PETALING JAYA: The Consumers Association of Penang has called upon the Ministry of Health to immediately recall winter melon strips from the market. At the same time, consumers should refrain from eating winter melon strips until the authorities can ensure that it is safe for consumption.
The call is made in response to the recall of winter melon strips from Malaysia by the Singapore Food Agency (SFA), said to contain sulphur dioxide that exceeds the maximum limit according to Singapore Food Regulations.
According to the Sixth Schedule (Regulation 20) of the Food Act 1983, there is an allowance for winter melon to contain 2000 ppm (parts per million) of sulphur dioxide.
Sulphur dioxide is used as a preservative owing to its antimicrobial properties. As a preservative, it maintains the appearance of the fruit and prevents rotting. However, sulphur dioxide can trigger an attack in individuals with asthma. Excessive levels of sulphite in food could also result in allergic reactions in individuals who are hypersensitive to sulphite with symptoms such as hives, itchiness, stomach ache, diarrhoea and vomiting.
Winter melon strips are used in the making traditional Chinese and Malay pastry fillings, mooncake fillings, herbal teas, and desserts such as barley and ais kacang. It is made from fresh winter melon and sugar. These sweet and translucent candies are also believed to aid in detoxification, ward off heat and reduce fluid retention.
In spite of the existence of the law - Food Act 1983, Food Regulations 1985 and Food Hygiene Regulations 2009 - and the enforcement bodies entrusted to ensure that Malaysian citizens get safe and wholesome food, our local produce is being recalled.
This is not the first time that Malaysian produce was rejected in foreign countries. Following are some incidences that have been reported:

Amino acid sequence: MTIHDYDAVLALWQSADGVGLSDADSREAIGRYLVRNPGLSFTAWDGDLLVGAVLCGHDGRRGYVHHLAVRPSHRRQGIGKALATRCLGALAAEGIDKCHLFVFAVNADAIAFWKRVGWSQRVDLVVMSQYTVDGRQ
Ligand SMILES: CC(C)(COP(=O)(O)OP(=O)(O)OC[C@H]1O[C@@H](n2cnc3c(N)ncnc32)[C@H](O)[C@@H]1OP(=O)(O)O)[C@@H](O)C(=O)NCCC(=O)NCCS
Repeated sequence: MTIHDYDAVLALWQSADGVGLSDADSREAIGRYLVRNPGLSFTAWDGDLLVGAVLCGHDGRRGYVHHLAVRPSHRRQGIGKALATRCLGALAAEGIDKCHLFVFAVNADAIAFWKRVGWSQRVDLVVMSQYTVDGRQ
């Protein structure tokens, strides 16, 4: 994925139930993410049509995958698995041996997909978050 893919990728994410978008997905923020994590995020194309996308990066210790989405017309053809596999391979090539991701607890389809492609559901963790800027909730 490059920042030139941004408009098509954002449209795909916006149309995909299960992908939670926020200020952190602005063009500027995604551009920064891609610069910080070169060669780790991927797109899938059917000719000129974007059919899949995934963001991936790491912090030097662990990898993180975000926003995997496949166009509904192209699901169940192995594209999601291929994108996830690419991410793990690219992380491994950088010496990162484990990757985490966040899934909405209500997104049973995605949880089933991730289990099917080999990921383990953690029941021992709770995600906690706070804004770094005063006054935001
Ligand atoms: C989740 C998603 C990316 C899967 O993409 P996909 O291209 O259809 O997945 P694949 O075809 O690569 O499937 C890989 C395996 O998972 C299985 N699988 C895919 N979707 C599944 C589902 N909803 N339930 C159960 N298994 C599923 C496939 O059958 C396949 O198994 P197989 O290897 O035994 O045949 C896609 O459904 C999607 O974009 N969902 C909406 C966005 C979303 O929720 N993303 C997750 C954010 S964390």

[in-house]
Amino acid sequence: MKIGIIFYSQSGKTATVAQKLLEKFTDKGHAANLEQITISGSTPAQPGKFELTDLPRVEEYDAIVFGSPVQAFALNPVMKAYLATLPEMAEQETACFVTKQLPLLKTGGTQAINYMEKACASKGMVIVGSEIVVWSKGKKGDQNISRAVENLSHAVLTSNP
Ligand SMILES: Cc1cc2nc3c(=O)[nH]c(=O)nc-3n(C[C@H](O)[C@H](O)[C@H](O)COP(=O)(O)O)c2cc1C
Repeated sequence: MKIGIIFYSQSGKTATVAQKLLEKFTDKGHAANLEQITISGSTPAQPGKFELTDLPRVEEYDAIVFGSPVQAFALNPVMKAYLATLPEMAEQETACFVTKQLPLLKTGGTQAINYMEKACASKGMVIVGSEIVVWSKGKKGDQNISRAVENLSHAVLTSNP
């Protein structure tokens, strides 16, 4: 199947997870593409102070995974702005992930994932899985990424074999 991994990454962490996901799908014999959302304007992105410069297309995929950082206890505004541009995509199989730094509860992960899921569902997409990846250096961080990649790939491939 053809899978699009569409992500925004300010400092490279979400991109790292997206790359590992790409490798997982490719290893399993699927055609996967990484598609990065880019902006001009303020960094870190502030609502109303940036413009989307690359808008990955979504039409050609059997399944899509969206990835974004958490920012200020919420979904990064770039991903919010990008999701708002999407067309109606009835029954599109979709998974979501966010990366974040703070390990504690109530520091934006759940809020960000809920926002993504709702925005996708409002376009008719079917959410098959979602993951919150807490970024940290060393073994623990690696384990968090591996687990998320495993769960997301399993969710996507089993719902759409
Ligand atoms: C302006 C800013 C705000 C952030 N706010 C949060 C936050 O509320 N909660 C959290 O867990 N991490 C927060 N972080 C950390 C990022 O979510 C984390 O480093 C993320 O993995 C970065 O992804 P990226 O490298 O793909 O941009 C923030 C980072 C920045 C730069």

In 2019, bottled mineral water was recalled by the Singaporean authorities. The particular bottled mineral water was found to contain Pseudomonas aeruginosa – a common bacterium that is found in faeces, soil, water and sewage.
In 2018, iceberg lettuce was recalled by Singaporean authorities after it detected high levels of pesticide in the vegetable imported from a Malaysian farm
In 2017, China rejected fruits from Cameron Highlands due to the presence of living modified organism (LMO).*
In 2016, Malaysian prawns, mostly from Penang aquaculture farms, were rejected by the US government due to the presence of banned antibiotics (nitrofuran and chloramphenicol.)
In 2015, some 300 batches of vegetables - mostly leafy greens - and fruit were stopped from being sold in Singapore, after pesticide residues found on samples exceeded levels allowed by the authorities. It is said that 3%-5% of veggies and fruit from Malaysia exceeded pesticide limits set by the Singaporean authorities.
In view of the latest recall, CAP calls upon the Ministry of Health to immediately recall winter melon strips from the market and conduct tests on its sulphur dioxide content.
“The government should set up a committee to investigate why the issue was not discovered earlier by our local authorities. It is strange that each time such an incident occurs it takes the authorities from another country to bring up the matter to the Malaysian public,” the statement from CAP said.